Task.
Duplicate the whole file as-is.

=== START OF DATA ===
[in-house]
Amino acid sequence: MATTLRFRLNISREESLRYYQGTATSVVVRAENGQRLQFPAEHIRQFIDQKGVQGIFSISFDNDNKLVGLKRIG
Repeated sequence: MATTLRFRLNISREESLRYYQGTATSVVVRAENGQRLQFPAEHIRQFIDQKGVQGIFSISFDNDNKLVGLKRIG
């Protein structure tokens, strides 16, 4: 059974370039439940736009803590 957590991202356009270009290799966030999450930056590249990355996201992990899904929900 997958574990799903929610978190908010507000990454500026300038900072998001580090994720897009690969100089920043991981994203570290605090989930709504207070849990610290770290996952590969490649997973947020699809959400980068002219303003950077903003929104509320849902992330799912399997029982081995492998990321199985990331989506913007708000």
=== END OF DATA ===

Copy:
[in-house]
Amino acid sequence: MATTLRFRLNISREESLRYYQGTATSVVVRAENGQRLQFPAEHIRQFIDQKGVQGIFSISFDNDNKLVGLKRIG
Repeated sequence: MATTLRFRLNISREESLRYYQGTATSVVVRAENGQRLQFPAEHIRQFIDQKGVQGIFSISFDNDNKLVGLKRIG
């Protein structure tokens, strides 16, 4: 059974370039439940736009803590 957590991202356009270009290799966030999450930056590249990355996201992990899904929900 997958574990799903929610978190908010507000990454500026300038900072998001580090994720897009690969100089920043991981994203570290605090989930709504207070849990610290770290996952590969490649997973947020699809959400980068002219303003950077903003929104509320849902992330799912399997029982081995492998990321199985990331989506913007708000």